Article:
THE fact is too often overlooked that a ready substitute for the savage chase of animals may be found in the drag hunt, a form of sport which preserves all that is valuable in the way exercise, while getting rid of one thing only—the cruelty to the tortured stag or fox or hare. As has been pointed out in the Sheffield Daily Telegraph, a paper favourable to sport.
"There is little doubt that in time the drag-hunt will become the popular hunting pastime. For years it has been supported by the officers of the Guards, and, besides having the merit of disarming criticism on the part of the Humanitarian League, it can be enjoyed by thousands of sightseers, as it defines the tract of country over which the drag leads the hounds."
The attempts of some sporting writers to belittle the value of the drag have been very infelicitous. If they personally prefer a blood-sport to a bloodless pastime, let them say so—it is a matter on which we will take their word—but when they assert that a drag-hunt is not suitable for pedestrians, or for schoolboys, they only convict themselves of knowing as little about the practical as about the moral side of the controversy. The following statement was made by the late Lady Florence Dixie, who spoke with unquestionable authority:
"Drags can be fast run or slow run, according to the way they are laid. My husband owned a pack of harriers and a pack of beagles, and I was able to get him often to hunt them on drags, and have often ridden with the harriers and run with the beagles. When a very fast, non-hunting run was wanted with the harriers, the drag was laid straight and continuously, and hounds ran fast, and riding was like a steeplechase, without a pause, except when any of us became a cropper! When a hunting run was required, we laid a catchy drag, twisting here and there, lifting the scent, and copying as near as possible the wily ways of Reynard. With the beagles we imitated the hare, who is a ringing, not straight-running animal, lifting the scent, doubling back, and so on, and, in fact, we brought thus two competitors into the sport—i.e., the drag-layer verses the huntsman, and pitted their wiles and their cunning against each other. I may be accepted as an authority, as few have perhaps ridden in harder-fought hunting runs of all kinds than I—fox, stag, harrier, guanaco, ostrich, and suchlike—and I have had considerable experience with the beagles as well, on foot."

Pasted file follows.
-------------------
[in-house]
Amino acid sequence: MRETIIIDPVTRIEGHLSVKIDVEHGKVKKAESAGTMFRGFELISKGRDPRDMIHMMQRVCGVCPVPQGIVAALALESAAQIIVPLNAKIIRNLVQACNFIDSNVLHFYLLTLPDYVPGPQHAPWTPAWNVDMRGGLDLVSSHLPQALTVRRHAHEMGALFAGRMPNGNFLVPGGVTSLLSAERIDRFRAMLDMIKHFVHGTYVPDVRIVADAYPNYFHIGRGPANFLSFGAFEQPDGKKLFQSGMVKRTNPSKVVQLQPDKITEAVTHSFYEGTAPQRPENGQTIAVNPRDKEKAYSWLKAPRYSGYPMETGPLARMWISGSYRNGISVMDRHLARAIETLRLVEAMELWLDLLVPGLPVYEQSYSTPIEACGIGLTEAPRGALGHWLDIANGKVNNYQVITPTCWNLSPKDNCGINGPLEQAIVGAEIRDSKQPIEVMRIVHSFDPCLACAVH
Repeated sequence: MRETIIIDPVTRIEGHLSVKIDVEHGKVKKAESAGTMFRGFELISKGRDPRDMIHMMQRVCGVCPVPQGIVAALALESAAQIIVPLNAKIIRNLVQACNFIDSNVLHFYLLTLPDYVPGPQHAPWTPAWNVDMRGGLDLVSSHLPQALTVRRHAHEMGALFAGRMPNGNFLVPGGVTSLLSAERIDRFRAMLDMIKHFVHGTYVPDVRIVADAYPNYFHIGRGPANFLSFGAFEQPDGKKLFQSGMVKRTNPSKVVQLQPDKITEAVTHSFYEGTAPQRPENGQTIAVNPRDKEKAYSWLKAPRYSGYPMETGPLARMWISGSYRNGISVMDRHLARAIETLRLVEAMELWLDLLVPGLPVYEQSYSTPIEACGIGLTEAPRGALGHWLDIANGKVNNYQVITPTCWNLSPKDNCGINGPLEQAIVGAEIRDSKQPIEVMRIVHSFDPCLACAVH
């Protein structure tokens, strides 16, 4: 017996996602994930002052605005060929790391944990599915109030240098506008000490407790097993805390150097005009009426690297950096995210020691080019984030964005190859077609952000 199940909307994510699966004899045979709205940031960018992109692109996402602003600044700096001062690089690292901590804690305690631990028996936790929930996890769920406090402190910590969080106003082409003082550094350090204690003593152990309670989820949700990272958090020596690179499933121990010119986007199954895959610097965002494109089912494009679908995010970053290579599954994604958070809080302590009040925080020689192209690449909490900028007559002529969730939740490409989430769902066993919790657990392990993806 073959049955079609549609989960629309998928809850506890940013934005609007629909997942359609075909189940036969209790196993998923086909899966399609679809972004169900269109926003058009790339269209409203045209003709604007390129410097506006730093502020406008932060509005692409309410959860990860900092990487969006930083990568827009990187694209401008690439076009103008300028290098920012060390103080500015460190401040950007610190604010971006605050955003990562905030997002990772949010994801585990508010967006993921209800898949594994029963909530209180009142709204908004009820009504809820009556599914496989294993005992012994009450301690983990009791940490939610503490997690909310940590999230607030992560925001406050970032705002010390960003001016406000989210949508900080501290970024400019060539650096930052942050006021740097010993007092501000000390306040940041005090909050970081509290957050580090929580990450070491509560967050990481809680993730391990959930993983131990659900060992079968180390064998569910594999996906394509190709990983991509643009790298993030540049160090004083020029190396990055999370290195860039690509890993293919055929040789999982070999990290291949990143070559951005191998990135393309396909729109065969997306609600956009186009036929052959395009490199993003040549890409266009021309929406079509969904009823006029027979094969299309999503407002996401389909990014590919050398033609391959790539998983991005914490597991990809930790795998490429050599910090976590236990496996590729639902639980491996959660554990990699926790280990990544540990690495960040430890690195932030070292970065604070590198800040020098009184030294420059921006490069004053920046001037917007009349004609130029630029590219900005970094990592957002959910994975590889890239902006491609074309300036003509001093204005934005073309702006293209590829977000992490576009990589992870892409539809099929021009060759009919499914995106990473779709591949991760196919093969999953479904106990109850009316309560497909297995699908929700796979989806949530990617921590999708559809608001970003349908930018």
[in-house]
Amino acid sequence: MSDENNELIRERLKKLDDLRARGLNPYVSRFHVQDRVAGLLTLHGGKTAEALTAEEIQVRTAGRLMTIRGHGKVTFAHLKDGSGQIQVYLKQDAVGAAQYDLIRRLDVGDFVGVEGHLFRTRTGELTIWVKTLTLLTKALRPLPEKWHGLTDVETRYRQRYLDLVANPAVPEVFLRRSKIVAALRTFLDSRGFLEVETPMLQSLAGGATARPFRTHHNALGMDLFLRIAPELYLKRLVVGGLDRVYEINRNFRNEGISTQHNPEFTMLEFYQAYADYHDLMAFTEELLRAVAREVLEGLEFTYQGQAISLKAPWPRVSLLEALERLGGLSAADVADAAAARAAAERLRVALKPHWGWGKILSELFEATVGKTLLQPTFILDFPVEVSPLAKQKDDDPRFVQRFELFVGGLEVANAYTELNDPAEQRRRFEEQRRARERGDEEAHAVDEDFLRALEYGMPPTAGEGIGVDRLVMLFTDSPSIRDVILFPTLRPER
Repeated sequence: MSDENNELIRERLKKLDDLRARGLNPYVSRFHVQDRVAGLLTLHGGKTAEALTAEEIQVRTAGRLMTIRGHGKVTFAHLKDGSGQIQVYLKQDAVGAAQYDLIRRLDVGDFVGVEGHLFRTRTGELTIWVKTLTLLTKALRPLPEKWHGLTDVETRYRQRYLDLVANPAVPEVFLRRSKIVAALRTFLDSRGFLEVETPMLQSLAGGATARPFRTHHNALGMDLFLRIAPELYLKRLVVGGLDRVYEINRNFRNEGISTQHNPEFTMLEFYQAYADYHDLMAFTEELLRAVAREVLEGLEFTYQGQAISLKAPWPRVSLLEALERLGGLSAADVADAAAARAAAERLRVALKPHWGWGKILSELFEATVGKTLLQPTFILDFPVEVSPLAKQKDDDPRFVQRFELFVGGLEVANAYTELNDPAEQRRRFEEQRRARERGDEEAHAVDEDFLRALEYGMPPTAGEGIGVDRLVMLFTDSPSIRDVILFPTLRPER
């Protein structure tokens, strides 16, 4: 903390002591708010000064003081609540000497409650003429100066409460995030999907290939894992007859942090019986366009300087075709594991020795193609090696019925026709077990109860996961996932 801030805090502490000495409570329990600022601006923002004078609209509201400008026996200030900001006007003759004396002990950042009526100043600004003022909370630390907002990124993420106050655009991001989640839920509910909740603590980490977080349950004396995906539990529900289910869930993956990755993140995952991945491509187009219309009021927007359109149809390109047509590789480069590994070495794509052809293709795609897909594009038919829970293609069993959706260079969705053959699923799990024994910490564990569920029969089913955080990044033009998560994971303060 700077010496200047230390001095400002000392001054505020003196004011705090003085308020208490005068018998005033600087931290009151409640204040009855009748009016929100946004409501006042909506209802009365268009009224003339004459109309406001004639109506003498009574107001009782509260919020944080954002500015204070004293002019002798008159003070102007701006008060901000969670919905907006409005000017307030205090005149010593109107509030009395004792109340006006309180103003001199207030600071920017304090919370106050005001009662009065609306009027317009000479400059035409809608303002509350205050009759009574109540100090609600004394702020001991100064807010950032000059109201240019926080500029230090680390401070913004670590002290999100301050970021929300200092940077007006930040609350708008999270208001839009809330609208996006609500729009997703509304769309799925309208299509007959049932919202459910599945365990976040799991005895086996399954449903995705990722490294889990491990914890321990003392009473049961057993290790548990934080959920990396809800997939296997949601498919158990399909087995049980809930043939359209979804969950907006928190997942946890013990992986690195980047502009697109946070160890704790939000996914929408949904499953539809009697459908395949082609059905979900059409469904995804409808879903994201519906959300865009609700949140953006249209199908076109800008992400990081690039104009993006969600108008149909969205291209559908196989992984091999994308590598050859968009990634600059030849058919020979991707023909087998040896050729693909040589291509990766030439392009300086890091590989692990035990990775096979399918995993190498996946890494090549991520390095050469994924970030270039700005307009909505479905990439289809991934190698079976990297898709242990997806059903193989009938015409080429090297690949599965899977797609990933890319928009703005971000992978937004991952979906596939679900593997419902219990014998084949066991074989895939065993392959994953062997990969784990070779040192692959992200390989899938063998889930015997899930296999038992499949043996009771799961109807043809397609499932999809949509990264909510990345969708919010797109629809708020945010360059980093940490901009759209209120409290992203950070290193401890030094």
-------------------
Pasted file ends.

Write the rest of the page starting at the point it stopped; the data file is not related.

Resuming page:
In face of the testimony, and of the fact recorded by Brinsley Richards, in his "Seven Years at Eton," that a drag was successfully used at Eton half a century ago, it is absurd to pretend that it could not be used there again; but if further proof be needed, it is, fortunately, available in the following letter from Mr. A. G. Grenfell, Headmaster of Mostyn House School, Parkgate, Cheshire. It will be seen that the idea, very commonly held, that the drag-hunt is suitable only for those following on horseback, and that it would too severely tax the energies of boys running on foot, is absolutely erroneous.
"On the subject of Beagle Drag-Hunting at Schools, I think you will be pleased to know that we have owned and run a pack of beagles at this school for the last ten years on the lines that you suggest, and with the greatest success. The drag affords any amount of healthy and interesting exercise without cruelty. Ours is just an ordinary preparatory school, with ten masters and ninety boys. Our hounds are twenty-three or twenty-four in number. The sport of following them is very popular with all of us, and it would be hard to devise an easier or better form of school variant to the ever-lasting football. Not only does drag-hunting keep boys from tiring of the regulation game, but it is to the wind and endurance these runs give us that we owe the fact that we seldom, if ever, lose a match against the boys of our own size and weight. The beauty of the drag-hunt is that you can pick your course, you can choose your jumps, you can regulate your checks and keep your field all together, and you can insure the maximum of sport and exercise."
Here, too, is the testimony of another headmaster of a preparatory school, Mr. F. H. Gresson, of The Grange, Crowborough.
"I can fully endorse all that Mr. Grenfell says with regard to the pleasure and amusement to be derived from a drag-hunt. I have kept a small pack of beagles and hunted a drag with them for the last five years with very successful results. In my opinion, it is a very suitable form of amusement for boys of the preparatory school age, as you can regulate the distance and the checks, and there is no fear of their getting overdone.
"As one who is very keen upon both fox-hunting and hare-hunting, I cannot pretend to say that a drag compares in any way with either. At the same time, however, I get a great amount of enjoyment out of it myself, in addition to the exercise, and I do not find it at all a dull sport."
We do not, of course, compare the drag-hunt with the stag-hunt, the hare-hunt, or any other blood-sport, in the sense of saying that it yields equal excitement; it lacks, no doubt, the thrill of the life-and-death struggle that is going on in front of the hounds. But for those who are aware that such excitement is cruel and morbid, the drag-hunt may be made to provide an excellent substitute for blood-sports, with plenty of exercise; and sportsmen who refuse such substitute merely give proof that their addiction to a barbarous practice is very strong.
Killing For Sport, 1914